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LABEL-SWITCHED PATH (LSP) ECHO REPLY VIA CO-ROUTED PATH IN SEGMENT ROUTED (SR) NETWORK

IP.com Disclosure Number: IPCOM000241126D
Publication Date: 2015-Mar-27

Publishing Venue

The IP.com Prior Art Database

Related People

Nagendra Kumar Nainar: AUTHOR [+3]

Abstract

Techniques are presented herein in which a Label-Switched Path (LSP) Initiator builds a co-routed return path from a Target FEC Stack (forward path). The Initiator marks the co-routed return segment stack with an index based on a local calculation. The Transit node uses the number of segments in the stack to detect the index and extract the return segment stack. These techniques help with a transit node (not just the egress node) reply via a co-routed path. No path computation is required on any transit/replying node.

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LABEL-SWITCHED PATH (LSP) ECHO REPLY VIA CO-ROUTED PATH IN SEGMENT ROUTED (SR) NETWORK

AUTHORS:

Nagendra Kumar Nainar Carlos Pignataro

Nobo Akiya

CISCO SYSTEMS, INC.

ABSTRACT

    Techniques are presented herein in which a Label-Switched Path (LSP) Initiator builds a co-routed return path from a Target FEC Stack (forward path). The Initiator marks the co-routed return segment stack with an index based on a local calculation. The Transit node uses the number of segments in the stack to detect the index and extract the return segment stack. These techniques help with a transit node (not just the egress node) reply via a co-routed path. No path computation is required on any transit/replying node.

DETAILED DESCRIPTION

     There is much interest in the industry to control the return path taken by the Multiprotocol Label Switching (MPLS) Echo Reply. Currently proposals are to carry a stack of label or relevant details that can be used by an egress responder to reply back. These Type Length Values (TLVs) are meaningful (and thus helpful) only for the egress node. They do not help with the transit node understanding the path taken by the packet and therefore cannot be used to reply back via the same path.

    It is desirable for some service providers to have the MPLS Echo Reply to be sent back via a co-routed path even from transit nodes. Presented herein is an indexed return TLV carrying the stack of segments with a respective index. The transit node can use a combination of an incoming segment stack and a Target FEC stack length to detect the index and extract the segment list to use for the co-routed return path.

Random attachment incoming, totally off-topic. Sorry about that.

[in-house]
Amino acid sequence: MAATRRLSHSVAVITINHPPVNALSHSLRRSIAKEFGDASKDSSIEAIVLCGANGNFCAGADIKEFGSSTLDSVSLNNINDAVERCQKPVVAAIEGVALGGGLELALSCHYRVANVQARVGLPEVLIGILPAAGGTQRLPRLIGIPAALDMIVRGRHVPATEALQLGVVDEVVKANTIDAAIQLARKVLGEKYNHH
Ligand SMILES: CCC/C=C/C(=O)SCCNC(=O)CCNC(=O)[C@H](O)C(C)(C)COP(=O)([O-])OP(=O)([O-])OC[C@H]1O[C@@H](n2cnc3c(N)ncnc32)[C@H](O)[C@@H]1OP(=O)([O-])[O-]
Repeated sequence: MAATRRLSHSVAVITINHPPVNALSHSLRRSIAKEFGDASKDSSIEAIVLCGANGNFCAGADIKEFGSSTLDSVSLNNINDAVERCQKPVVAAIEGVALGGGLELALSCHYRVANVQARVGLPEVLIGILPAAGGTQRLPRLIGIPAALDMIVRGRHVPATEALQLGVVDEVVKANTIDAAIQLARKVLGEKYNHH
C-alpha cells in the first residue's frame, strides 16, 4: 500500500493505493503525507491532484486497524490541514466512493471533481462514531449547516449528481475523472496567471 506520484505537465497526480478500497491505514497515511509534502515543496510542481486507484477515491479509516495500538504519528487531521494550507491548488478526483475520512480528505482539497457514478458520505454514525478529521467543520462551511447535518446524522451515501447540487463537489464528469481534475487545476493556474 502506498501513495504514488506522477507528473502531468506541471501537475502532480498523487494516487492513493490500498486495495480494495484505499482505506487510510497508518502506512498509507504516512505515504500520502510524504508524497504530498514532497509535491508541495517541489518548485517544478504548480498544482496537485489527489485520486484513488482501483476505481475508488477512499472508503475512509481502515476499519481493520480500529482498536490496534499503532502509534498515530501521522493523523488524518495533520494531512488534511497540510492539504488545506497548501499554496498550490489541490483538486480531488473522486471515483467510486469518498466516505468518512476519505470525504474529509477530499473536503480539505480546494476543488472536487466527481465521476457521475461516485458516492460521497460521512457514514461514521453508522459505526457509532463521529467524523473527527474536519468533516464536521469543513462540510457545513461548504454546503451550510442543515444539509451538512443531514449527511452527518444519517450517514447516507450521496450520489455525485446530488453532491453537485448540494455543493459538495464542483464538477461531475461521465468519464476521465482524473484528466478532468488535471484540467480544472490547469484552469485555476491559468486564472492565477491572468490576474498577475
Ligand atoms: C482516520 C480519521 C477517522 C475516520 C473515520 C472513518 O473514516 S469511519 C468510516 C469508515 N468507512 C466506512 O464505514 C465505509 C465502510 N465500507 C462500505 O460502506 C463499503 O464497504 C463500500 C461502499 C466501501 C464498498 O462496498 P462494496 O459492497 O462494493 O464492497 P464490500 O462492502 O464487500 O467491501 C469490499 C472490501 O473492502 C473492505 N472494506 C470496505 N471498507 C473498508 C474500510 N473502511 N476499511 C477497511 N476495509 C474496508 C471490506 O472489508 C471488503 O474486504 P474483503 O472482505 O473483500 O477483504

Copyright 2015 Cisco Systems, Inc.

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    Generally, techniques are presented in which an Initiator, while generating the Echo Request, will build an end-to-end co-routed return path segment stack and associate an index to each segment. Any transit node or egress node can use the number of segments in a stack and use the index to detect the return segment to be used for the co- routed return path.

FIG. 1

    In the topology shown in FIG. 1, R1 (Initiator) will include

to follow R1-R2-R5-R6-R3-R4 path and would like to have the Echo Reply from any transit node take the co-routed return path. For example, R5 while replying back should not use R5-R8-R1. Instead, it should reply back via R5-R2-R1.

    Deriving return path segment stack from Target FEC stack by Initiator: Co-Routed Adjacency --> For each Adj-SID in interface I by Node N, the co- routed Adj-SID is the adjacency SID assigned by nexthop on I for N. In the above topology, the co-routed adjacency for 2012 on R1 is 2021 on R2.

    The Initiator will take the following steps to generate the indexed return segment stack:

a. Include incoming interface details as bottom segments:

1. Use the interface on which the ECHO Request will be sent and identify the co-routed Adj-SID. Include this as bottom segment.

2. Include the Node SID of co-routed Adj-SID on top of it.

Copyright 2015 Cisco Sy...